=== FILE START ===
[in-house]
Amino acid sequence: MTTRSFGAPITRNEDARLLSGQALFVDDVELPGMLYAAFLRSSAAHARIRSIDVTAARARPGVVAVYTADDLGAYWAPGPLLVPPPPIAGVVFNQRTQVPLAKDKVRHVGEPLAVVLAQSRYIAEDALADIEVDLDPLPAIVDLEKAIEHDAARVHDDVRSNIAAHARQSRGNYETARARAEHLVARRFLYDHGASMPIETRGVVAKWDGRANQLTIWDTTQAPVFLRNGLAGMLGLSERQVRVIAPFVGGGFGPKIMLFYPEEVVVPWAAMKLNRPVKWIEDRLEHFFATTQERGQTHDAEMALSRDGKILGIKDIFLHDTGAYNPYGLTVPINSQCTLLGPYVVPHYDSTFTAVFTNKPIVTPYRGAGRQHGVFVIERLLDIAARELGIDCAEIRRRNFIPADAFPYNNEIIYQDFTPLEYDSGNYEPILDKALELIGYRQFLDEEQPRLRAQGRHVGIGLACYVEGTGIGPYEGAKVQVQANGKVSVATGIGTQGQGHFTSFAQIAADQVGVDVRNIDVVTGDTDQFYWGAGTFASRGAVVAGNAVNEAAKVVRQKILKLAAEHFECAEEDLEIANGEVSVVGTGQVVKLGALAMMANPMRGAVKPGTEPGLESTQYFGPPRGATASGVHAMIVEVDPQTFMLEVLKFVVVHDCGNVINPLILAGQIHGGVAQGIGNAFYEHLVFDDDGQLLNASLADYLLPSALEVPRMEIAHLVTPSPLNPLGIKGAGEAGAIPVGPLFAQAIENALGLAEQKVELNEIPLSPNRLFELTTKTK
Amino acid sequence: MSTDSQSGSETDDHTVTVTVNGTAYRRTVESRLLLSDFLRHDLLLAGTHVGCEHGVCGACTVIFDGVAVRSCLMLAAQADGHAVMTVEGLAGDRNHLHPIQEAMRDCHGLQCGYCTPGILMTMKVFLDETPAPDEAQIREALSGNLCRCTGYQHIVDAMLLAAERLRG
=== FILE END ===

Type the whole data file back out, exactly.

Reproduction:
[in-house]
Amino acid sequence: MTTRSFGAPITRNEDARLLSGQALFVDDVELPGMLYAAFLRSSAAHARIRSIDVTAARARPGVVAVYTADDLGAYWAPGPLLVPPPPIAGVVFNQRTQVPLAKDKVRHVGEPLAVVLAQSRYIAEDALADIEVDLDPLPAIVDLEKAIEHDAARVHDDVRSNIAAHARQSRGNYETARARAEHLVARRFLYDHGASMPIETRGVVAKWDGRANQLTIWDTTQAPVFLRNGLAGMLGLSERQVRVIAPFVGGGFGPKIMLFYPEEVVVPWAAMKLNRPVKWIEDRLEHFFATTQERGQTHDAEMALSRDGKILGIKDIFLHDTGAYNPYGLTVPINSQCTLLGPYVVPHYDSTFTAVFTNKPIVTPYRGAGRQHGVFVIERLLDIAARELGIDCAEIRRRNFIPADAFPYNNEIIYQDFTPLEYDSGNYEPILDKALELIGYRQFLDEEQPRLRAQGRHVGIGLACYVEGTGIGPYEGAKVQVQANGKVSVATGIGTQGQGHFTSFAQIAADQVGVDVRNIDVVTGDTDQFYWGAGTFASRGAVVAGNAVNEAAKVVRQKILKLAAEHFECAEEDLEIANGEVSVVGTGQVVKLGALAMMANPMRGAVKPGTEPGLESTQYFGPPRGATASGVHAMIVEVDPQTFMLEVLKFVVVHDCGNVINPLILAGQIHGGVAQGIGNAFYEHLVFDDDGQLLNASLADYLLPSALEVPRMEIAHLVTPSPLNPLGIKGAGEAGAIPVGPLFAQAIENALGLAEQKVELNEIPLSPNRLFELTTKTK
Amino acid sequence: MSTDSQSGSETDDHTVTVTVNGTAYRRTVESRLLLSDFLRHDLLLAGTHVGCEHGVCGACTVIFDGVAVRSCLMLAAQADGHAVMTVEGLAGDRNHLHPIQEAMRDCHGLQCGYCTPGILMTMKVFLDETPAPDEAQIREALSGNLCRCTGYQHIVDAMLLAAERLRG